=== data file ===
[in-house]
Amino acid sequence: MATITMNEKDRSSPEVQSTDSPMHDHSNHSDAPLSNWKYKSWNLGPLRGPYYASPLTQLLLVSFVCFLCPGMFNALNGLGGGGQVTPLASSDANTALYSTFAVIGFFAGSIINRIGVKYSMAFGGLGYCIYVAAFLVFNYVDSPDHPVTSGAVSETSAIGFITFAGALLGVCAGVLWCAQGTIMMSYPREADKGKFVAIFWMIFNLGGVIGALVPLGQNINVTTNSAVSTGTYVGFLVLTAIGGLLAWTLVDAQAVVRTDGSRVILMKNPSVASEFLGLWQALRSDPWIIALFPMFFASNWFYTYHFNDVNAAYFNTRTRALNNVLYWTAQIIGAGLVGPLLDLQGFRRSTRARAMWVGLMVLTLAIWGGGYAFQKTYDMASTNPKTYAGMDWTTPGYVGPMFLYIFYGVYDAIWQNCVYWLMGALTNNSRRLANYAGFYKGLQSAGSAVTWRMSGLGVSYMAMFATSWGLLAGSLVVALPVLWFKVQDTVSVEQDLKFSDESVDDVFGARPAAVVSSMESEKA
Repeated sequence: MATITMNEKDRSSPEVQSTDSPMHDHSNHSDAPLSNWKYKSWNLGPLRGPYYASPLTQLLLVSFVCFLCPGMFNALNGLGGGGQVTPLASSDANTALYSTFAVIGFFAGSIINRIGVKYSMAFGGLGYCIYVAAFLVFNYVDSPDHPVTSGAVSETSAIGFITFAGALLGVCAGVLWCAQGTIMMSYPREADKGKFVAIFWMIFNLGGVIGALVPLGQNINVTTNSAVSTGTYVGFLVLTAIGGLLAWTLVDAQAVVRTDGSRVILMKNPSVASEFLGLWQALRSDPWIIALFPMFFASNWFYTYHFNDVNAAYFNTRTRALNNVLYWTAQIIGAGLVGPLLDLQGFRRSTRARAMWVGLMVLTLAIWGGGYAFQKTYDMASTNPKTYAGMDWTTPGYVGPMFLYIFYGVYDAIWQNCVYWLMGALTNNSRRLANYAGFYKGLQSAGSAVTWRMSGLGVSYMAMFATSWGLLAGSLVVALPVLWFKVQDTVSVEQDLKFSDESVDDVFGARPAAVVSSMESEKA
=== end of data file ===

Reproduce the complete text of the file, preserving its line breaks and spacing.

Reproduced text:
[in-house]
Amino acid sequence: MATITMNEKDRSSPEVQSTDSPMHDHSNHSDAPLSNWKYKSWNLGPLRGPYYASPLTQLLLVSFVCFLCPGMFNALNGLGGGGQVTPLASSDANTALYSTFAVIGFFAGSIINRIGVKYSMAFGGLGYCIYVAAFLVFNYVDSPDHPVTSGAVSETSAIGFITFAGALLGVCAGVLWCAQGTIMMSYPREADKGKFVAIFWMIFNLGGVIGALVPLGQNINVTTNSAVSTGTYVGFLVLTAIGGLLAWTLVDAQAVVRTDGSRVILMKNPSVASEFLGLWQALRSDPWIIALFPMFFASNWFYTYHFNDVNAAYFNTRTRALNNVLYWTAQIIGAGLVGPLLDLQGFRRSTRARAMWVGLMVLTLAIWGGGYAFQKTYDMASTNPKTYAGMDWTTPGYVGPMFLYIFYGVYDAIWQNCVYWLMGALTNNSRRLANYAGFYKGLQSAGSAVTWRMSGLGVSYMAMFATSWGLLAGSLVVALPVLWFKVQDTVSVEQDLKFSDESVDDVFGARPAAVVSSMESEKA
Repeated sequence: MATITMNEKDRSSPEVQSTDSPMHDHSNHSDAPLSNWKYKSWNLGPLRGPYYASPLTQLLLVSFVCFLCPGMFNALNGLGGGGQVTPLASSDANTALYSTFAVIGFFAGSIINRIGVKYSMAFGGLGYCIYVAAFLVFNYVDSPDHPVTSGAVSETSAIGFITFAGALLGVCAGVLWCAQGTIMMSYPREADKGKFVAIFWMIFNLGGVIGALVPLGQNINVTTNSAVSTGTYVGFLVLTAIGGLLAWTLVDAQAVVRTDGSRVILMKNPSVASEFLGLWQALRSDPWIIALFPMFFASNWFYTYHFNDVNAAYFNTRTRALNNVLYWTAQIIGAGLVGPLLDLQGFRRSTRARAMWVGLMVLTLAIWGGGYAFQKTYDMASTNPKTYAGMDWTTPGYVGPMFLYIFYGVYDAIWQNCVYWLMGALTNNSRRLANYAGFYKGLQSAGSAVTWRMSGLGVSYMAMFATSWGLLAGSLVVALPVLWFKVQDTVSVEQDLKFSDESVDDVFGARPAAVVSSMESEKA